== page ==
Each year, more than $500 million in life insurance claims is estimated to be paid to Australians with “inactive” superannuation accounts.
In an effort to protect consumers with inactive superannuation accounts, the government is introducing Protecting Your Superannuation laws, which are intended to protect Australians from paying for unnecessary insurance cover.
While the policy intent is to protect consumers, there can be adverse consequences for those who don’t realise their account is inactive, and assume their insurance cover will continue.
AIA Australia CEO Damien Mu said it was important that everyone is aware of the changes to ensure that families are not left without life insurance.
“Our concern is that a large majority of impacted members won’t be aware of these changes until it’s too late, only discovering that they are uninsured at their time of greatest vulnerability after a serious event has occurred,” said Mr Mu.
Mercer Australia’s CEO, Ben Walsh, is in support of the new government regulations; however, he understands the potential consequences of the new legislation.
“The changes are a step forward in protecting members from unnecessary balance erosion. They address the duplication of insurance fees resulting from multiple accounts, protect small balances and save young people from paying insurance coverage that they may not need,” said Mr Walsh.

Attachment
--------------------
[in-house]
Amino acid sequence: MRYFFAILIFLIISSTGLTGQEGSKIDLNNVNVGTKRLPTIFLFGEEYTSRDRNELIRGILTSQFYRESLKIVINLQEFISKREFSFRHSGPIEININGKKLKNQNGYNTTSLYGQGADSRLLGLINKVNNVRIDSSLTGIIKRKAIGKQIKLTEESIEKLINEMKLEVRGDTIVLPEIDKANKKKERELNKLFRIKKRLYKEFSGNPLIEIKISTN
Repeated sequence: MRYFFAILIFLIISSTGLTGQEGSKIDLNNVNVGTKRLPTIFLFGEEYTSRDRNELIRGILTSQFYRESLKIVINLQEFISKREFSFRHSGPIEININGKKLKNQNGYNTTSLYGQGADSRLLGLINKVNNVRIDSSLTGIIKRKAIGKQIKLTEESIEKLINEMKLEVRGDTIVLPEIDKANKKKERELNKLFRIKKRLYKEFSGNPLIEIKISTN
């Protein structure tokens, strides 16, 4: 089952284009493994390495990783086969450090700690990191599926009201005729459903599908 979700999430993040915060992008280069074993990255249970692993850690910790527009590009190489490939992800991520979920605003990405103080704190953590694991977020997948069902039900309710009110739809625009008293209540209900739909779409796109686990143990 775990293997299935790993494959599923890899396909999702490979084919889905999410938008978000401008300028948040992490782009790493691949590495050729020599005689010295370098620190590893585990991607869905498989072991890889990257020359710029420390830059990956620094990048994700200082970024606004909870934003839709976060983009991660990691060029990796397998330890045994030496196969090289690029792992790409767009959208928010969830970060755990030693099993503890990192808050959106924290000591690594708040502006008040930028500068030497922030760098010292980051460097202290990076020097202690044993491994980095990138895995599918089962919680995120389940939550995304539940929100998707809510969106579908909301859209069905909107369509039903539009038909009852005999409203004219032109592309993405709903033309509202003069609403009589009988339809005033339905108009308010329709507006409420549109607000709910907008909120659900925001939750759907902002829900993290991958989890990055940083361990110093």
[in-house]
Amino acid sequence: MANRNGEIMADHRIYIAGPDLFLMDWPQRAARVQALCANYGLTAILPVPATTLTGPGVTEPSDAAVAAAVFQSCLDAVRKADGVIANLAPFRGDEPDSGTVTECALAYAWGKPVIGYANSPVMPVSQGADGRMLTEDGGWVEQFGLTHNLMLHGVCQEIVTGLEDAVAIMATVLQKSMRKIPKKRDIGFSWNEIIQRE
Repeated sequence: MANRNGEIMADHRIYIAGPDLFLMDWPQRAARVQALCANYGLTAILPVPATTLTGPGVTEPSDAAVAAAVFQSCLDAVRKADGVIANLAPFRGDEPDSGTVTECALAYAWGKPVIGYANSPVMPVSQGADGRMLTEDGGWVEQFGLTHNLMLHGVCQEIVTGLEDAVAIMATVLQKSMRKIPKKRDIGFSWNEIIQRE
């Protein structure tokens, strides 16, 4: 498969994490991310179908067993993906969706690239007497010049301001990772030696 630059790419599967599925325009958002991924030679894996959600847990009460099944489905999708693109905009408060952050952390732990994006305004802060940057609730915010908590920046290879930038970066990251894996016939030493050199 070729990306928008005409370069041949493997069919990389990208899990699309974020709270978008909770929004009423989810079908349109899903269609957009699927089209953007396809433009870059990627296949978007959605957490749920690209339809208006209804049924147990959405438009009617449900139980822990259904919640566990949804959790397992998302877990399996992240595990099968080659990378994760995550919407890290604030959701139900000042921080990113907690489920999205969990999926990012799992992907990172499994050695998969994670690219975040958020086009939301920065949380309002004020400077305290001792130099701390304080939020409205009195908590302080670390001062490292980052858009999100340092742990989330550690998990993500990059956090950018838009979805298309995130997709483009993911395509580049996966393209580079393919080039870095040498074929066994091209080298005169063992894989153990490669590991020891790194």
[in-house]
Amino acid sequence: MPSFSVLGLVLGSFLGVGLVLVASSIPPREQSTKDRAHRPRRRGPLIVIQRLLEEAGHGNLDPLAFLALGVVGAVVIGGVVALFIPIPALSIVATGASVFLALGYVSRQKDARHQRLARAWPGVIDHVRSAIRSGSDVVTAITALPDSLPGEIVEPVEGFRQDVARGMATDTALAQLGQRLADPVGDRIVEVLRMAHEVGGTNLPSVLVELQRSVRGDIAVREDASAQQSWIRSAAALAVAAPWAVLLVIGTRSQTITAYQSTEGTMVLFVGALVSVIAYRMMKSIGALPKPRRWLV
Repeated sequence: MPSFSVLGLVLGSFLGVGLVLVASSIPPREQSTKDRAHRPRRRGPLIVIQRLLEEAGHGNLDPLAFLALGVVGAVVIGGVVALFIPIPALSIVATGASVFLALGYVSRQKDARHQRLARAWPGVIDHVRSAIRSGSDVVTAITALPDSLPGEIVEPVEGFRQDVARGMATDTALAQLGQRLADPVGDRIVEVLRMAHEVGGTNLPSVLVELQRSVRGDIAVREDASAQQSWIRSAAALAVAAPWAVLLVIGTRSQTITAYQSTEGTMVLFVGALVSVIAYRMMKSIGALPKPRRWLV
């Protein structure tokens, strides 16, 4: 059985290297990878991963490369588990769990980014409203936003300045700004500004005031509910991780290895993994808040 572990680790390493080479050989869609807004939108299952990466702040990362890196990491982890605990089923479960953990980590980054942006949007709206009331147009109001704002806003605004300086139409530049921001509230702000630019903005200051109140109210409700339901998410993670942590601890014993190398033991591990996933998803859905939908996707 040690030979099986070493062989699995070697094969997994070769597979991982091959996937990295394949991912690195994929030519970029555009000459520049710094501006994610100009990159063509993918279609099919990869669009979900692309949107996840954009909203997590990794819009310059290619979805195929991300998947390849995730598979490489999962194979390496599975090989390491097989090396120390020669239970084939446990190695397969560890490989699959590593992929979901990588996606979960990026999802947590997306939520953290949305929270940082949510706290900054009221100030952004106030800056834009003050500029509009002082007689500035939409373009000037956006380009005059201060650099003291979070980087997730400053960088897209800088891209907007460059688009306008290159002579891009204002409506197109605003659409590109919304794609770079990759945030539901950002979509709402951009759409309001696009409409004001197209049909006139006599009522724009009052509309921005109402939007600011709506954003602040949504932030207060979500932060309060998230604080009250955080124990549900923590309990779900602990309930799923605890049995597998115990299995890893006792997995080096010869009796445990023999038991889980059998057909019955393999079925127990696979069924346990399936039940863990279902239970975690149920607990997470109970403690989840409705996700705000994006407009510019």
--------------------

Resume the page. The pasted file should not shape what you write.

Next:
“Insurance in super, however, can also be a valuable benefit for many members and there are some who may be negatively impacted as a result of unintended consequences brought about by the changes, such as members who have intentionally left their super savings in an ‘inactive’ account to retain access to a specific insurance coverage,” said Mr Walsh.
How to prepare for the changes
To ensure they are protected, AIA and its partners have launched a click, check and protect initiative to provide Australians with the necessary tools and information they need to better understand their cover, and to determine their needs.
“We understand that members can sometimes be less engaged with life insurance based on over-optimism about their risk, or apathy, which is why default insurance in superannuation is by far the most sustainable system for mass consumer protections, benefiting everyone in society by providing cover to all,” said Mr Mu.
Cameron Micallef is a journalist at Nest Egg, writing primarily about personal wealth and economic markets.
Prior to this, Cameron worked for Australian Associated Press. He graduated from the University of Wollongong with a double degree in communications and commerce.